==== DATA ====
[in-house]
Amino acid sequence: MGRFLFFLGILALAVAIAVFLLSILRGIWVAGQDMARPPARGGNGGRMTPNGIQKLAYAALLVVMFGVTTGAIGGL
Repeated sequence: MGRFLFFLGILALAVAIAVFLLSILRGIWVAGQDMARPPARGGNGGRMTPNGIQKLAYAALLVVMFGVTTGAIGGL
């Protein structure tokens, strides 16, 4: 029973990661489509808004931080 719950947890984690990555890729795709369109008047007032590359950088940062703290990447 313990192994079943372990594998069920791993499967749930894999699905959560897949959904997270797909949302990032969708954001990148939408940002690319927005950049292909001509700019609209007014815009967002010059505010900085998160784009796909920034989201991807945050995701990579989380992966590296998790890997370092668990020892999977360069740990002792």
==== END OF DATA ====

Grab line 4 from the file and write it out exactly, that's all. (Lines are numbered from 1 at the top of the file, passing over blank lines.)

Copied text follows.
């Protein structure tokens, strides 16, 4: 029973990661489509808004931080 719950947890984690990555890729795709369109008047007032590359950088940062703290990447 313990192994079943372990594998069920791993499967749930894999699905959560897949959904997270797909949302990032969708954001990148939408940002690319927005950049292909001509700019609209007014815009967002010059505010900085998160784009796909920034989201991807945050995701990579989380992966590296998790890997370092668990020892999977360069740990002792």